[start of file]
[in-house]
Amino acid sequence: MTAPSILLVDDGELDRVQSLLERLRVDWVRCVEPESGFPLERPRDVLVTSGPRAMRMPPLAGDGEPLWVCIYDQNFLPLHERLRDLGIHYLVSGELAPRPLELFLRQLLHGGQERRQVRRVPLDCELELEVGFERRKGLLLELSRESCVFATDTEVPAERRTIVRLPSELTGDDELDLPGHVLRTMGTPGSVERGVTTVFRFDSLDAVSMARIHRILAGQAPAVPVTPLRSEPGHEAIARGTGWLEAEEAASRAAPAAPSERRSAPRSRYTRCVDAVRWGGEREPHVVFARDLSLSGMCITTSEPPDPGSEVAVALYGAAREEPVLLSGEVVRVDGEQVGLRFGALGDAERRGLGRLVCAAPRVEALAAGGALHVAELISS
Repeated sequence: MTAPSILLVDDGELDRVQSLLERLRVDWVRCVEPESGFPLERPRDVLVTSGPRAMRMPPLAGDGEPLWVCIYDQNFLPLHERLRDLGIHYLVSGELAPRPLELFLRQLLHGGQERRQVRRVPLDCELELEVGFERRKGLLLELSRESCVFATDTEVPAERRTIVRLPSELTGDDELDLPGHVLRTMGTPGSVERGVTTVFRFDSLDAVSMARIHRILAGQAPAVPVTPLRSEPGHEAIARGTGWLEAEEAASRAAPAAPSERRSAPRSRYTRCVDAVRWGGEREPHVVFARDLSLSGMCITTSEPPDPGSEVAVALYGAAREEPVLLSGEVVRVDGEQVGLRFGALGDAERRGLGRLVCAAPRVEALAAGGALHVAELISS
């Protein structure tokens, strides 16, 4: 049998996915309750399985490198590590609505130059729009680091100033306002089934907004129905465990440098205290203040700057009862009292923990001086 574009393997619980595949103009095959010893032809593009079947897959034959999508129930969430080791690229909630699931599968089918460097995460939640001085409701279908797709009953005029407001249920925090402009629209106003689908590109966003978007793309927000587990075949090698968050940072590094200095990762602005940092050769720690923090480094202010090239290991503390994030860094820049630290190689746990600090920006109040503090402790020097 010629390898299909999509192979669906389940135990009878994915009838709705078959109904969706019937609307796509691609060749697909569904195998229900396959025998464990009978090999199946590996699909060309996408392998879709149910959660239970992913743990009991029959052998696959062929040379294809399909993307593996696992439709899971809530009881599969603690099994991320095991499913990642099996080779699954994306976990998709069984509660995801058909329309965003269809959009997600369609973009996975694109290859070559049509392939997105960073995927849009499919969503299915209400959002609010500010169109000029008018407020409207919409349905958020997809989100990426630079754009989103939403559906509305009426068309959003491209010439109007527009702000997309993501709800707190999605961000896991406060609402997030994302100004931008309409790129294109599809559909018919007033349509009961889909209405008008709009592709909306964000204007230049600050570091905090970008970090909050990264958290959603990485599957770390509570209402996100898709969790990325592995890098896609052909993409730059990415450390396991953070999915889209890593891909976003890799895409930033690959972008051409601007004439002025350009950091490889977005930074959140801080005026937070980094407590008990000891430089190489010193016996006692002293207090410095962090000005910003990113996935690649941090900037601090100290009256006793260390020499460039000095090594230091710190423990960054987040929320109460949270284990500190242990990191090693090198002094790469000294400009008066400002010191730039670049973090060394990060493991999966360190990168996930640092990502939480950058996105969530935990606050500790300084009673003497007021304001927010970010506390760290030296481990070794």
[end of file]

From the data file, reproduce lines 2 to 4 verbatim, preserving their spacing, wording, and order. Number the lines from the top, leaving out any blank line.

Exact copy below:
Amino acid sequence: MTAPSILLVDDGELDRVQSLLERLRVDWVRCVEPESGFPLERPRDVLVTSGPRAMRMPPLAGDGEPLWVCIYDQNFLPLHERLRDLGIHYLVSGELAPRPLELFLRQLLHGGQERRQVRRVPLDCELELEVGFERRKGLLLELSRESCVFATDTEVPAERRTIVRLPSELTGDDELDLPGHVLRTMGTPGSVERGVTTVFRFDSLDAVSMARIHRILAGQAPAVPVTPLRSEPGHEAIARGTGWLEAEEAASRAAPAAPSERRSAPRSRYTRCVDAVRWGGEREPHVVFARDLSLSGMCITTSEPPDPGSEVAVALYGAAREEPVLLSGEVVRVDGEQVGLRFGALGDAERRGLGRLVCAAPRVEALAAGGALHVAELISS
Repeated sequence: MTAPSILLVDDGELDRVQSLLERLRVDWVRCVEPESGFPLERPRDVLVTSGPRAMRMPPLAGDGEPLWVCIYDQNFLPLHERLRDLGIHYLVSGELAPRPLELFLRQLLHGGQERRQVRRVPLDCELELEVGFERRKGLLLELSRESCVFATDTEVPAERRTIVRLPSELTGDDELDLPGHVLRTMGTPGSVERGVTTVFRFDSLDAVSMARIHRILAGQAPAVPVTPLRSEPGHEAIARGTGWLEAEEAASRAAPAAPSERRSAPRSRYTRCVDAVRWGGEREPHVVFARDLSLSGMCITTSEPPDPGSEVAVALYGAAREEPVLLSGEVVRVDGEQVGLRFGALGDAERRGLGRLVCAAPRVEALAAGGALHVAELISS
């Protein structure tokens, strides 16, 4: 049998996915309750399985490198590590609505130059729009680091100033306002089934907004129905465990440098205290203040700057009862009292923990001086 574009393997619980595949103009095959010893032809593009079947897959034959999508129930969430080791690229909630699931599968089918460097995460939640001085409701279908797709009953005029407001249920925090402009629209106003689908590109966003978007793309927000587990075949090698968050940072590094200095990762602005940092050769720690923090480094202010090239290991503390994030860094820049630290190689746990600090920006109040503090402790020097 010629390898299909999509192979669906389940135990009878994915009838709705078959109904969706019937609307796509691609060749697909569904195998229900396959025998464990009978090999199946590996699909060309996408392998879709149910959660239970992913743990009991029959052998696959062929040379294809399909993307593996696992439709899971809530009881599969603690099994991320095991499913990642099996080779699954994306976990998709069984509660995801058909329309965003269809959009997600369609973009996975694109290859070559049509392939997105960073995927849009499919969503299915209400959002609010500010169109000029008018407020409207919409349905958020997809989100990426630079754009989103939403559906509305009426068309959003491209010439109007527009702000997309993501709800707190999605961000896991406060609402997030994302100004931008309409790129294109599809559909018919007033349509009961889909209405008008709009592709909306964000204007230049600050570091905090970008970090909050990264958290959603990485599957770390509570209402996100898709969790990325592995890098896609052909993409730059990415450390396991953070999915889209890593891909976003890799895409930033690959972008051409601007004439002025350009950091490889977005930074959140801080005026937070980094407590008990000891430089190489010193016996006692002293207090410095962090000005910003990113996935690649941090900037601090100290009256006793260390020499460039000095090594230091710190423990960054987040929320109460949270284990500190242990990191090693090198002094790469000294400009008066400002010191730039670049973090060394990060493991999966360190990168996930640092990502939480950058996105969530935990606050500790300084009673003497007021304001927010970010506390760290030296481990070794």